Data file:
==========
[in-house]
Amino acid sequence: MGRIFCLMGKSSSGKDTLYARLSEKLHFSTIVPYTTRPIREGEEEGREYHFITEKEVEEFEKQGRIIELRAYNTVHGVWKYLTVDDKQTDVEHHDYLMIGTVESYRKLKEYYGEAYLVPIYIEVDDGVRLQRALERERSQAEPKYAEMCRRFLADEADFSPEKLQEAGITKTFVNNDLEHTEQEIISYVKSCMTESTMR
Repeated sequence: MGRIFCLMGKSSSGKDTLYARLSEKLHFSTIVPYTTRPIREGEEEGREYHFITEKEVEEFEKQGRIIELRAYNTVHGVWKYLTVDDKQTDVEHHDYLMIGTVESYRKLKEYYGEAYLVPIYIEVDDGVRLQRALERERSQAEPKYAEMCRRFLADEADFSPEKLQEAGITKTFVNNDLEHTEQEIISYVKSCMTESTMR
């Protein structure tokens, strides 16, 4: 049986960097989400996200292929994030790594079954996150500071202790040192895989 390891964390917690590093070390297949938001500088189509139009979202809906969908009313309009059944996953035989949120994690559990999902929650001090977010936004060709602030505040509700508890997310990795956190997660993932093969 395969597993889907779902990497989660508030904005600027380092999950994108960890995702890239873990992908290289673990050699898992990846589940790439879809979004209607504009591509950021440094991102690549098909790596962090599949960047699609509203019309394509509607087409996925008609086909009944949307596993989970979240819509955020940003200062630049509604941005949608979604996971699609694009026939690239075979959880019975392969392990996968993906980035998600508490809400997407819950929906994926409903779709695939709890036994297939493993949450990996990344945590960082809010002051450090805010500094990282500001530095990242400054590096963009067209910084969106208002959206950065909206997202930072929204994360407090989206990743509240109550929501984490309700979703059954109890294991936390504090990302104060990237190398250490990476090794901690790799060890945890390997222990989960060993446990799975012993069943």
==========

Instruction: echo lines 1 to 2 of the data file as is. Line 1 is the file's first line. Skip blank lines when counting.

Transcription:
[in-house]
Amino acid sequence: MGRIFCLMGKSSSGKDTLYARLSEKLHFSTIVPYTTRPIREGEEEGREYHFITEKEVEEFEKQGRIIELRAYNTVHGVWKYLTVDDKQTDVEHHDYLMIGTVESYRKLKEYYGEAYLVPIYIEVDDGVRLQRALERERSQAEPKYAEMCRRFLADEADFSPEKLQEAGITKTFVNNDLEHTEQEIISYVKSCMTESTMR